The graduation rate for White, non-Hispanic males was 78%. The national Black/White male graduation gap is 26 percentage points and the Latino/White gap is 20 percentage points. Of the five districts with the highest graduation rates for Black males, two are in Maryland and two in North Carolina. Of the districts with the lowest graduation rates for male Black students, two are in New York State and two in Georgia.

Sort by Black/White GAP. Most of the districts with negative gaps have very few White students. The Atlanta (GA) metropolitan area has notably large gaps, as do Houston (TX), Charleston (SC), New York City (NY) and the District of Columbia.

Four of the five districts with the largest numbers of Black male students have graduation rates under the national average for Black male students, which is 52%

DISTRICT Black Males Enrolled Black Male Grad Rates White Male Grad Rates Black/ White GAP
Montgomery County (MD) 16,760 74% 91% 17%
Newark (NJ) 11,293 74% 67% -7%
Cumberland County (NC) 13,805 68% 69% 1%
Baltimore County (MD) 16,789 67% 79% 12%
Guilford County (NC) 21,312 67% 80% 13%
Fort Bend (TX) 11,122 60% 83% 23%
Wake County (NC) 21,799 59% 85% 26%
Palm Beach County (FL) 46,724 55% 71% 16%
Prince George’s County (MD) 24,922 55% 60% 5%
Virginia Beach (VA) 10,013 54% 72% 18%
Broward County (FL) 49,883 52% 64% 12%
Cobb County (GA) 17,616 52% 77% 24%
Boston (MA) 11,102 50% 68% 18%
Jefferson Parish (LA) 10,518 50% 56% 6%
Jefferson County (KY) 44,149 49% 53% 4%
Miami-Dade (FL) 24,087 49% 71% 22%
Orange County (FL) 17,796 49% 67% 17%
Fulton County (FL) 19,311 47% 83% 36%
Hillsborough County (FL) 21,718 47% 70% 23%
Nashville-Davidson (TN) 17,901 47% 56% 9%
DeKalb County (GA) 10,702 46% 72% 26%
Polk County (FL) 36,494 46% 57% 11%
Milwaukee (WI) 23,792 45% 55% 10%
Charlotte-Mecklenburg (NC) 30,347 44% 72% 28%
Pittsburgh (PA) 7,956 44% 68% 24%
Memphis (TN) 46,936 43% 67% 24%
Atlanta (GA) 17,322 42% 73% 31%
East Baton Rouge Parish (LA) 19,597 42% 44% 2%
Columbus City (OH) 22,407 41% 43% 2%
Gwinnett County (GA) 16,016 41% 61% 20%
Los Angeles (CA) 34,257 41% 64% 23%
Baltimore City (MD) 36,682 40% 43% 4%
Houston (TX) 27,809 40% 73% 34%
Caddo Parish (LA) 13,457 39% 58% 19%
Chicago (IL) 91,097 39% 66% 28%
Mobile County (AL) 16,376 38% 49% 10%
Birmingham City (AL) 16,047 37% 46% 9%
Charleston (SC) 12,912 36% 67% 30%
Duval County (FL) 10,393 36% 53% 17%
Dallas (TX) 27,588 35% 50% 15%
DC 18,411 38% 88% 50%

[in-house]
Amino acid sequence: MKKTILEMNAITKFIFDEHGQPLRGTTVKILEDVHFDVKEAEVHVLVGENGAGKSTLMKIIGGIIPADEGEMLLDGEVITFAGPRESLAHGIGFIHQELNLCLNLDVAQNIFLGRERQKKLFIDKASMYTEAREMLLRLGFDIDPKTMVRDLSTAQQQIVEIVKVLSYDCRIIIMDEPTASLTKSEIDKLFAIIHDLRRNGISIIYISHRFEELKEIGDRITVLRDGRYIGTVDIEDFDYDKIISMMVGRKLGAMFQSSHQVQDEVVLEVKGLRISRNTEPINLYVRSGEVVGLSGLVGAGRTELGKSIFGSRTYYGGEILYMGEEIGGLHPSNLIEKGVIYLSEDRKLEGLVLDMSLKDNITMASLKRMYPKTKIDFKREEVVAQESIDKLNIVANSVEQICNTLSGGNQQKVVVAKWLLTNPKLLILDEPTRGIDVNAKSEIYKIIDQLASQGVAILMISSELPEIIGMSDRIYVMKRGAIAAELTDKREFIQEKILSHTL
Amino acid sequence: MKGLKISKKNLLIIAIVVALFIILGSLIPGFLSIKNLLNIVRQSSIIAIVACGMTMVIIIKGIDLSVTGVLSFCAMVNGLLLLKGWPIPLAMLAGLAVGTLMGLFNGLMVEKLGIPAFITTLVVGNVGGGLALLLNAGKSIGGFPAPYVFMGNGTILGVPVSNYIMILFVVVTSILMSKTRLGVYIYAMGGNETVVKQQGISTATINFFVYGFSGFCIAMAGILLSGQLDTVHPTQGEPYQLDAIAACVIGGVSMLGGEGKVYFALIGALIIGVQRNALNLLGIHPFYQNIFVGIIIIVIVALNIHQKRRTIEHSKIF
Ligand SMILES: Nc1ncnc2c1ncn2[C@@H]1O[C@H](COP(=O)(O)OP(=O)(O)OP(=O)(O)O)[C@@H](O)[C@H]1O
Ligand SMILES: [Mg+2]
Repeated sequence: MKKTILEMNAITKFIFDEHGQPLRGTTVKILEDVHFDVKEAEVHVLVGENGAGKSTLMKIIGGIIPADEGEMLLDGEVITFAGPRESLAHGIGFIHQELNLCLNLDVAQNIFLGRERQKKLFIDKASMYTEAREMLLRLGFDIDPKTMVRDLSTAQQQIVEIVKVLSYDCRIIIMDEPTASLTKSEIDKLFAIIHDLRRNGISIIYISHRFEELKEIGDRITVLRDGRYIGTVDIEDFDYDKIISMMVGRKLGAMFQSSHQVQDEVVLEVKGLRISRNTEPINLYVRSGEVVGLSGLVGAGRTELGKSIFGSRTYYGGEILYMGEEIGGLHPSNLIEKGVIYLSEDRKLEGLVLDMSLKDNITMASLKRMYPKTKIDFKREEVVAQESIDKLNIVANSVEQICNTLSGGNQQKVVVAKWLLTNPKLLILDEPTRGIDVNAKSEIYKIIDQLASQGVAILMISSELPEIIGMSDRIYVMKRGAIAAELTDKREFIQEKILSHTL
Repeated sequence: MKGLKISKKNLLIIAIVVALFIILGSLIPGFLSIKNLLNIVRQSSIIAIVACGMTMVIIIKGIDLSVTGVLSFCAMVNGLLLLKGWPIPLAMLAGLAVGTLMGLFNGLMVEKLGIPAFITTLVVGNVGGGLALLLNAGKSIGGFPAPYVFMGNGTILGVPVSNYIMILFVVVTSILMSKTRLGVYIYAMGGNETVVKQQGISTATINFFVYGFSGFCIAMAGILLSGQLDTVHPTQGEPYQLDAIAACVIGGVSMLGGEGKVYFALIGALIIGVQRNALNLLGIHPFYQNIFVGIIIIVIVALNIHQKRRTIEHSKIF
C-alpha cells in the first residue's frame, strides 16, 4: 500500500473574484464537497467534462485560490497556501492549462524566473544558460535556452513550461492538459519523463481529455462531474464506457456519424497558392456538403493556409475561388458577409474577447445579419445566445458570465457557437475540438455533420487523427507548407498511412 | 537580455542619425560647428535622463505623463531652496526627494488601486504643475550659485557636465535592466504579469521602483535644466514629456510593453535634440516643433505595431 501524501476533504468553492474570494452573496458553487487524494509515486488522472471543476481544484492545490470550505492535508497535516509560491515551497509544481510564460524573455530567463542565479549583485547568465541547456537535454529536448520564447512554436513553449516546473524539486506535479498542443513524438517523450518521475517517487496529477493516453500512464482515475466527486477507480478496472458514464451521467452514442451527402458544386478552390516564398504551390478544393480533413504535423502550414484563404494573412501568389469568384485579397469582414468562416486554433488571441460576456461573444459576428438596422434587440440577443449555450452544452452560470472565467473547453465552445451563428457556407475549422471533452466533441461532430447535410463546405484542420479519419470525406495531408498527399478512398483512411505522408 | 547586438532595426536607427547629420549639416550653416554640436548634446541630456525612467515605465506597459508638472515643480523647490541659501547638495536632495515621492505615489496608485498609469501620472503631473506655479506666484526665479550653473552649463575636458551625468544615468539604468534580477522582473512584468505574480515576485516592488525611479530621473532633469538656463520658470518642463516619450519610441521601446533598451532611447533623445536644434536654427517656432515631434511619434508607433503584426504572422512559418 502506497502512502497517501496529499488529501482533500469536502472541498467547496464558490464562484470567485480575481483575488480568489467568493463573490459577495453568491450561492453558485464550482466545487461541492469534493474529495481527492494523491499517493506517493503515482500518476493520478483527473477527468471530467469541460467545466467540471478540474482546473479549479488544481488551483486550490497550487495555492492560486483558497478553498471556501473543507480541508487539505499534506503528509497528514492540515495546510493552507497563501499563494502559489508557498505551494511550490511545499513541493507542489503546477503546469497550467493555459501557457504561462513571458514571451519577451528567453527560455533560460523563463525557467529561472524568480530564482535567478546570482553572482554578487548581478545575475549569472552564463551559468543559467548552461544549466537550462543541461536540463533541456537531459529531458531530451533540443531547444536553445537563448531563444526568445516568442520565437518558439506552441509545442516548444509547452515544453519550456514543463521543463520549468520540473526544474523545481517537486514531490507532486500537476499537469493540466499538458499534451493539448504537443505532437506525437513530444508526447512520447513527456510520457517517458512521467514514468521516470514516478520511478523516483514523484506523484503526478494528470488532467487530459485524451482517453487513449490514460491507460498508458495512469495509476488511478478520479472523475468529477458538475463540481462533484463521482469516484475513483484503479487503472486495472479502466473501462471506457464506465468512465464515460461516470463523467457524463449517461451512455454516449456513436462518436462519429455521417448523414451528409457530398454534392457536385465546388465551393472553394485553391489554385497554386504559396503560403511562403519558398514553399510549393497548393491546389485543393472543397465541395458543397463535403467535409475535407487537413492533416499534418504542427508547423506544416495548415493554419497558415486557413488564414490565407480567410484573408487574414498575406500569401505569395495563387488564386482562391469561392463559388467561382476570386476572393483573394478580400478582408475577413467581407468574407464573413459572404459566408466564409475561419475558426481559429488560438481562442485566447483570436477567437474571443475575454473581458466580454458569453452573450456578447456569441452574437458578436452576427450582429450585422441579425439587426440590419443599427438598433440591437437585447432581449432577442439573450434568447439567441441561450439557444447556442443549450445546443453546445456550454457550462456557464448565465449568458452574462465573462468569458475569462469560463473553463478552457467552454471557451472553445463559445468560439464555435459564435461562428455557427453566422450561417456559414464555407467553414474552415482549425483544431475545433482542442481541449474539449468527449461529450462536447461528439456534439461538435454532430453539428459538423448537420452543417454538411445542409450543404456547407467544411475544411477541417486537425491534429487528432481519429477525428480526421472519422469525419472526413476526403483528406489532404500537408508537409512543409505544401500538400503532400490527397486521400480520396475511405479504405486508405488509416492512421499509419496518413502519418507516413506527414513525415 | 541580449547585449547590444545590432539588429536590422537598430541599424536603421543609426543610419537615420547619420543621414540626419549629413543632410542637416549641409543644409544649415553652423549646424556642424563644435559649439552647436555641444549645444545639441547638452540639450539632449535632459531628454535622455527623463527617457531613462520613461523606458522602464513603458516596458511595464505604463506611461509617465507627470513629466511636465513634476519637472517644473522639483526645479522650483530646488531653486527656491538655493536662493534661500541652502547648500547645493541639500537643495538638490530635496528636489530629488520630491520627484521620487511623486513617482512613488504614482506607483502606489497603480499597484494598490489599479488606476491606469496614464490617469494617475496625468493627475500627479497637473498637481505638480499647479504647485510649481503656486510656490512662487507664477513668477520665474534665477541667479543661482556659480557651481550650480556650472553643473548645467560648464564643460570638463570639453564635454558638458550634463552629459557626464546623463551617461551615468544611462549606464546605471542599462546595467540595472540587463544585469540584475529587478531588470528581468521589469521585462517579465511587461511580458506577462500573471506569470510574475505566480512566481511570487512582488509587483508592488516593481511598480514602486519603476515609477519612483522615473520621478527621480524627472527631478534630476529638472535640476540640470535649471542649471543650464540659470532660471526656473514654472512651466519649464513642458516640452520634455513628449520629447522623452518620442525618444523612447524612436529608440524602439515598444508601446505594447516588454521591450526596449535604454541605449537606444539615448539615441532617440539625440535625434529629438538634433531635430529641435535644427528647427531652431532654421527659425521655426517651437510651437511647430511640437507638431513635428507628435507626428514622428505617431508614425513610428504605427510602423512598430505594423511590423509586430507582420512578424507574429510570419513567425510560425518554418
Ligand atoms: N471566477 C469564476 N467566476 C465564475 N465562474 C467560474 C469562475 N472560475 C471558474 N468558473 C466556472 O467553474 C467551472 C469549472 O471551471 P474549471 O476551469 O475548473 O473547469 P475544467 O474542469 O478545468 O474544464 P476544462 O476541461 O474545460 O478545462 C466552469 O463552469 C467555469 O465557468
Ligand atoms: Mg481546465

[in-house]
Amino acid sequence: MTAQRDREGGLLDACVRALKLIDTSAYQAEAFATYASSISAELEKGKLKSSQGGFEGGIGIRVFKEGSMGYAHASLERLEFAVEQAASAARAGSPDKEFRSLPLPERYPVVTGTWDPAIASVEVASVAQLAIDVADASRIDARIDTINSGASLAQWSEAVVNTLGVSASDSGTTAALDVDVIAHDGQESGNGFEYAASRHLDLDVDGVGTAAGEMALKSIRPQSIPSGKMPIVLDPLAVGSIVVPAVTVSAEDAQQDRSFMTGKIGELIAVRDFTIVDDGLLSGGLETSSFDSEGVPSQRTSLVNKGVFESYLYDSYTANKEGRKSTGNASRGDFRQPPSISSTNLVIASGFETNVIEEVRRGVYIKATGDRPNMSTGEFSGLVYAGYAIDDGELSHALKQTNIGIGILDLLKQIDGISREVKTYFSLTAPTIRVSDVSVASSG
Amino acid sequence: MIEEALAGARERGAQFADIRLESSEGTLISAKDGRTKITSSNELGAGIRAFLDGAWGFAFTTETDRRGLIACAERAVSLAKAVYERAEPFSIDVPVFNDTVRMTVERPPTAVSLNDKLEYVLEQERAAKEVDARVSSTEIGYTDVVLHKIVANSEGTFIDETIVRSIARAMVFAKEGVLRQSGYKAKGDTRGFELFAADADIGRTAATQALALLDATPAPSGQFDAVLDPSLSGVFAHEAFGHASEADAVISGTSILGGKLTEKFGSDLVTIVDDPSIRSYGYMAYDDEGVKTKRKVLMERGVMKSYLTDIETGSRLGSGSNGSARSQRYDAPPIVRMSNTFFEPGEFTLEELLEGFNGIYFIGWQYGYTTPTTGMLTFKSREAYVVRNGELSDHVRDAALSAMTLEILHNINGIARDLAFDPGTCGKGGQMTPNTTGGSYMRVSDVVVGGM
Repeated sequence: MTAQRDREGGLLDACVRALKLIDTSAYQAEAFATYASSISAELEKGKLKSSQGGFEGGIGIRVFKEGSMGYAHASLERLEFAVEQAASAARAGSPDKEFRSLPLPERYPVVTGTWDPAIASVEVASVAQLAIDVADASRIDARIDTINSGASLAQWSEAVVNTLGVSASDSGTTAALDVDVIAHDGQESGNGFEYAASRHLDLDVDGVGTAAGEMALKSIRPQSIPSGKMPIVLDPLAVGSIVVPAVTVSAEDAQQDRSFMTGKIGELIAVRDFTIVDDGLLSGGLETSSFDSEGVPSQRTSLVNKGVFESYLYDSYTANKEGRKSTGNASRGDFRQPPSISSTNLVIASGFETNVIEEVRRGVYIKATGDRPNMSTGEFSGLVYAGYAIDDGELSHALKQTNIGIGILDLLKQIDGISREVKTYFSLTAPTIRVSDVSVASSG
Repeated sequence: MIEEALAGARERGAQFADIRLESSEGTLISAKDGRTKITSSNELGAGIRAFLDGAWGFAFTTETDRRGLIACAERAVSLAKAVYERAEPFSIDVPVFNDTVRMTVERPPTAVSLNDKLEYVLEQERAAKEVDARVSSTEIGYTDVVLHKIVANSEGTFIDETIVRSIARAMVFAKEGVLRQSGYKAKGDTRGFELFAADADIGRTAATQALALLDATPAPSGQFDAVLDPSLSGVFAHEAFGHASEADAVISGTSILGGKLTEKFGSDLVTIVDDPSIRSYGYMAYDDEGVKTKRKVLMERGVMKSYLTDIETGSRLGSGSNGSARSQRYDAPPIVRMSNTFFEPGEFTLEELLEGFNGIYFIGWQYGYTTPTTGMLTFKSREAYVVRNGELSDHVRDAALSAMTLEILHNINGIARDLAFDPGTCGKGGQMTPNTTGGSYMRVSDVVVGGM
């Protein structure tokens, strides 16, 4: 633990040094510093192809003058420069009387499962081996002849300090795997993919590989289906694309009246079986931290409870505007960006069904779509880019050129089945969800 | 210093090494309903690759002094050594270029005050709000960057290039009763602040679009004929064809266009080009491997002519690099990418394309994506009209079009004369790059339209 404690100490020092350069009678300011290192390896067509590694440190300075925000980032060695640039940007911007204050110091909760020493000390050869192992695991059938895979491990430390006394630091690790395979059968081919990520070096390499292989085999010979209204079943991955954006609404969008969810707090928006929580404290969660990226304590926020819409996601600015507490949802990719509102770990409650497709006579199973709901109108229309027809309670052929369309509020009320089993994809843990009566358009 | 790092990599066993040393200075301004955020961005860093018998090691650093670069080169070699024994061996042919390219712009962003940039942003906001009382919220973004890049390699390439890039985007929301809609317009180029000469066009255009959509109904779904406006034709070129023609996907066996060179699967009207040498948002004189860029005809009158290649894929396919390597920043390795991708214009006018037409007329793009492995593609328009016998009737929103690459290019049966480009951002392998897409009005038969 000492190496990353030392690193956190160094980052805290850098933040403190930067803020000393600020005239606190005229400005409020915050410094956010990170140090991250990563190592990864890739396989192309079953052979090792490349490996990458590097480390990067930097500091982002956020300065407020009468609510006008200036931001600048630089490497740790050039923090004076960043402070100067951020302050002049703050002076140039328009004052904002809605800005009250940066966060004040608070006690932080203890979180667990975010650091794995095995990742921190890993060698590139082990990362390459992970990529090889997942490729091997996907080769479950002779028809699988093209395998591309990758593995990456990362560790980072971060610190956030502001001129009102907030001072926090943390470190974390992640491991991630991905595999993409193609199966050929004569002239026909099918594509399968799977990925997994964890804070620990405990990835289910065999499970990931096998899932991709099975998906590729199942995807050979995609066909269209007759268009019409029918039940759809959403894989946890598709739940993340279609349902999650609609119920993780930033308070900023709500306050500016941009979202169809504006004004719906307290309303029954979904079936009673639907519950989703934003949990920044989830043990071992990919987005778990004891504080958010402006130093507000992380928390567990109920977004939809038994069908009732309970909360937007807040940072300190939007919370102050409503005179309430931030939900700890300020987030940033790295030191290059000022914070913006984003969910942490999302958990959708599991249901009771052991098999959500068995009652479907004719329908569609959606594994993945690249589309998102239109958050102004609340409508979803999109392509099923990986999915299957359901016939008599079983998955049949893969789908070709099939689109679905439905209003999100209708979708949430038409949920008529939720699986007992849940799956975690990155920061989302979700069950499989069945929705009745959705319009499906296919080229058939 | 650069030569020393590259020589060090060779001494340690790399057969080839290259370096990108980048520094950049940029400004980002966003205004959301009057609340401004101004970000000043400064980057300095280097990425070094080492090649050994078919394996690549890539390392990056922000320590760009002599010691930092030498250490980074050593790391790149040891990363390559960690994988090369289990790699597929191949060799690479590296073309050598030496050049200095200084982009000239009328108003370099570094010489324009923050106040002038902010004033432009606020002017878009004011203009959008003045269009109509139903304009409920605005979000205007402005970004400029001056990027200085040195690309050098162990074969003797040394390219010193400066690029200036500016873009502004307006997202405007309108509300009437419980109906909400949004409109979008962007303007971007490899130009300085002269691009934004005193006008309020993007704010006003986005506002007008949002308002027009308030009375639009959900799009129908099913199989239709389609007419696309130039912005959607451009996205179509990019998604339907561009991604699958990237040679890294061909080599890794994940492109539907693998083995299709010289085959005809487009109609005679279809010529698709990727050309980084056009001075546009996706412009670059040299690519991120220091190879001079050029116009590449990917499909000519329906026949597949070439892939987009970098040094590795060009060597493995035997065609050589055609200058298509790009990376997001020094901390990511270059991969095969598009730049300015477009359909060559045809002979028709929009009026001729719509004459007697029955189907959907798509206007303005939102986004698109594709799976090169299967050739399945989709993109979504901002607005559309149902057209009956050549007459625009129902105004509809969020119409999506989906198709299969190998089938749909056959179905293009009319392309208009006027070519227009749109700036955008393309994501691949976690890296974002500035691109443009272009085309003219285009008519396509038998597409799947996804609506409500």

Clayton County (GA) 20,938 35% 20% -14%
Pinellas County (FL) 10,295 34% 58% 24%
Montgomery County (AL) 11,354 33% 50% 17%
Cincinnati (OH) 12,329 33% 49% 16%
St. Louis (MO) 10,704 33% 41% 8%
Norfolk (VA) 10,898 32% 52% 20%
Jackson (MS) 17,148 28% 42% 14%
Cleveland (OH) 14,974 28% 37% 9%
New York City (NY) 160,474 28% 57% 29%
Richmond County (GA) 11,149 27% 32% 5%
Chatham County (GA) 12,021 27% 42% 15%
Philadelphia (PA) 47,343 24% 39% 14%
Clark County (NV) 22,995 22% 37% 15%
Detroit (MI) 40,041 20% 7% -13%
Rochester (NY) 10,559 9% 31% 22%

* Indicates insufficient enrollment for analysis.

NAEP Grade 8 Reading

National Assessment of Educational Progress (NAEP), “the Nation’s Report Card,” measures student achievement at various grade levels in a variety of subject and skill areas. The following tables show the results of the 2011 NAEP for 8th Grade Reading, which is considered a good indicator of “value added” by schools.

The highest rate for Black males (19%, Connecticut) is the same as the lowest rate for White, non-Latino males (West Virginia). Male Black students in such states as Nebraska, Arkansas, South Carolina and California have very little chance of reaching proficiency in grade 8 Reading.

The highest grade 8 NAEP reading proficiency rate for Latino males (29%, Maryland) is higher than the rates for White, non-Latino males in several states. The low rates in Oregon, Wisconsin and Ohio are notable.

Some of the largest gaps in achievement on the 8th Grade NAEP Reading assessment are in states where White male students score higher than the national average for White male students. Ohio, Nebraska and some other states have comparatively large gaps resulting from particularly low Black male scores and above average White male scores.

Some of the largest gaps in achievement on the 8th Grade NAEP Reading assessment are in states where White male students score higher than the national average for White male students. The below average scores for Latinos and above average scores for White, non-Latinos in Massachusetts, Pennsylvania and Ohio result in particularly large gaps. There are very few cases where the White/Latino gap is greater than the White/Black gap.

State Black Male Latino Male White Male GAP White/Black GAP White/ Latino
Connecticut 19% 18% 48% 29% 30%
Maryland 17% 29% 45% 28% 16%
Colorado 15% 21% 43% 29% 23%
New York 15% 19% 39% 24% 20%